It’s really interesting to see so many different facets of your practice, from J Frisco, to your most recent record ‘Lara, A Piano at Night’ — which is an absolutely fantastic record, by the way!
It’s interesting, the ‘Piano at Night’ thing — I actually didn’t expect it to be heard to be heard by anyone. -laughs- I did this collaboration with the wonderful Jack Simpson from Hyde Park Book Club and Eiger Studios; we put this gig on at 2am, I played the music and [we] recorded it. A few people came to the gig, but I kind of expected it to stay there; [but] when we recorded it, and we were like “oh, we should release this, we should put this out”. So I made the short film that we streamed, and it’s now released, [and] it got played on the radio — thanks to Corey [Mwamba] who played it on Freeness! — I think with that project in particular, I just wanted to do this thing. If I lived a different life, I would’ve wanted to be a pianist. So this was an opportunity to re-engage with the piano again… it was always my go-to instrument. When I was studying, if I would get overwhelmed with all [of] these various things I had to learn, I would go and play piano in the night, and that would make me feel better.
There’s something to be said for playing something that’s “outside” of your current discipline, it can be very therapeutic. Where would you say it comes from?
I suppose a lot of it comes from my classical influence. I very much feel like that’s how I trained, that’s how I was brought up — and everything else has been added on top. I suppose it all keeps expanding. My most recent thing is that I’ve learned to use Ableton. I’ve been trying to learn it like you learn an instrument in the past year, and it’s just incredible; all of the things you can do with it, it’s absolutely incredible. So I’ve now switched out my guitar pedals for using Ableton. And I like this idea of my set changing — particularly in my solo stuff.
Do you see these different facets of your discipline developing and influencing each other?
The sound of [my] new album, that I’m releasing in October, is so different to what I did with ‘Ensō’ — I like the idea that your sound can change and grow. J Frisco are like that, too; Megs has always been on guitar, but the last time we got together [for] the London Jazz [Festival] gig, she was like “I’m gonna play drums”, and [it was] great. Jemma’s doing a lot more on vocals at the moment. We’re just changing our setup and our sound; it keeps you on your toes, keeps it exciting, it helps you write new music, as well. I couldn’t just be a sax player; I was never gonna be that type of musician. Someone said the other day about my saxophone playing, that the saxophone is used as a tool — as another voice — but I don’t really play [like] a saxophonist. I just use these things to create different soundscapes, different worlds; it doesn’t matter what I do it with.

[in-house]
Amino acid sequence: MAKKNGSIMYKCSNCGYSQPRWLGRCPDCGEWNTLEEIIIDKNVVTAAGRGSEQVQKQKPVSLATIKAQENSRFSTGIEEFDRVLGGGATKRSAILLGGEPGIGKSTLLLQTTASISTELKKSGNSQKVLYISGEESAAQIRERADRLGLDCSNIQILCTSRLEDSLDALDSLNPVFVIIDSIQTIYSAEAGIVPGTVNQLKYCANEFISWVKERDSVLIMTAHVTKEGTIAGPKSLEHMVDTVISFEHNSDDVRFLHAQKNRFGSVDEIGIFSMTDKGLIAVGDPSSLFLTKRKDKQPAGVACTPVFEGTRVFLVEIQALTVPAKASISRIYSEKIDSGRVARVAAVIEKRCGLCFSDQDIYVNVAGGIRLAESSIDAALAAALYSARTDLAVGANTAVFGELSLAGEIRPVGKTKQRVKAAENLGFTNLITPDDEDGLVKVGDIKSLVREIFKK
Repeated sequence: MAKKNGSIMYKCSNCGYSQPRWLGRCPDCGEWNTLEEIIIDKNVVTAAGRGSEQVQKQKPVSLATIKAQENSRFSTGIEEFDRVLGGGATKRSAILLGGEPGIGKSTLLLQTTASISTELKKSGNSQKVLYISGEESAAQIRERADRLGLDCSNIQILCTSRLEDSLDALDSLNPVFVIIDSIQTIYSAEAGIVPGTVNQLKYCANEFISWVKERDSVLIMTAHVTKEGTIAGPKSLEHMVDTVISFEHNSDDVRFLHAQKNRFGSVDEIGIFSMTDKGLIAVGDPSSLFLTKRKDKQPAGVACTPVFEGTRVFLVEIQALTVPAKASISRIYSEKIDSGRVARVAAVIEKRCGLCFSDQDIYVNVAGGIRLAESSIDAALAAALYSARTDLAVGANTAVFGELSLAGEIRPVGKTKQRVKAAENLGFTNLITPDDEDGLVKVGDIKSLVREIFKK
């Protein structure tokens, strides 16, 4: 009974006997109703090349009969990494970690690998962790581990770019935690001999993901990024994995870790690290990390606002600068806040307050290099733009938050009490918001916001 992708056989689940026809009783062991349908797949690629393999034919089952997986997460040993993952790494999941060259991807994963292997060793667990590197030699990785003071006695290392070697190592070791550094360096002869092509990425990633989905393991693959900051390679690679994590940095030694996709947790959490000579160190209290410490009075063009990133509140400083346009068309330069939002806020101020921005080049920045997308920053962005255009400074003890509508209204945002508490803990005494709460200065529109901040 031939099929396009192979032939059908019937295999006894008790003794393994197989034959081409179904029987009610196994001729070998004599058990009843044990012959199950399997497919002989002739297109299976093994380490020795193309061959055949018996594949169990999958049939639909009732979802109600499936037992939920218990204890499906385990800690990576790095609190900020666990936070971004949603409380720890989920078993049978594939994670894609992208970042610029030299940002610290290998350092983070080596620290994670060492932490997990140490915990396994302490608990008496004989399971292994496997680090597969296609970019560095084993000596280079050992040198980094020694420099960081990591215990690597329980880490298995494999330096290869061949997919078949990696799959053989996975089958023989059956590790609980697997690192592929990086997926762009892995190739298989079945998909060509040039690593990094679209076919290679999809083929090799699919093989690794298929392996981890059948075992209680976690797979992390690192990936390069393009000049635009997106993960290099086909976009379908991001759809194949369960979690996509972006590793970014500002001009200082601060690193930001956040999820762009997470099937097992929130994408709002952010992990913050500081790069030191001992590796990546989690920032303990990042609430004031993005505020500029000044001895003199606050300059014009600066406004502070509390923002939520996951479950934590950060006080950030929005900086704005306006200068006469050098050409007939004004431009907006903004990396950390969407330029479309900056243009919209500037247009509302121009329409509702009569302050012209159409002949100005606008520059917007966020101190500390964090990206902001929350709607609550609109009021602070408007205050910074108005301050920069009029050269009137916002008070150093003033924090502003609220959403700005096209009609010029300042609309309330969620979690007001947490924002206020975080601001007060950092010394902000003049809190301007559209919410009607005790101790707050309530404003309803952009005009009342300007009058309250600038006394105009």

It’s interesting to think of the saxophone as a conduit, for sure.
I think it’s interesting, because I’m so focused on electronic music at the moment, but something always pulls me back to the saxophone every time. I think even when I’m composing electronically, I still hear a lot of it through the saxophone. When you study, it’s such an intense experience — I spent so much time with my saxophone that it’s just embedded, so much of that is totally part of who I am. I definitely always come back to it; nothing [else] gives me that feeling of improvising on the saxophone. I think there’s something about instruments that use your [lungs] — putting air into something… It feels like an extension of your voice. I’m not a great singer, so it’s like a way of letting things out. It feels very connected to the body.
So from there, tell me a bit about your practice in your solo records — how do you see your work with electronics developing in the future?
The next thing I’m doing is releasing in October, which has been constructed in a different way to ‘Ensō’ — but is an expansion of what I did with that. With ‘Ensō’, I collected field recordings for a long time, and those field recordings build the structure of my pieces; it’s kind of similar with this one, but I’ve been really delving into production and electronics more than I ever have done, which has been really exciting and mind-boggling. -laughs- This [next] one is much more rhythmical. There’s some fun dance beats in there; because of the nature of the times, I really missed hearing live music — like we all did — and feeling music through decent speakers; I have some monitors and they’re okay, but I miss feeling the bass, the drum kit… I totally took [that] for granted, and I think that’s really influenced where my music has gone. My last stuff is much more still, and built from my meditation practice… more about telling a story; I think this music does still tell a story, but it’s [in a] very different [way].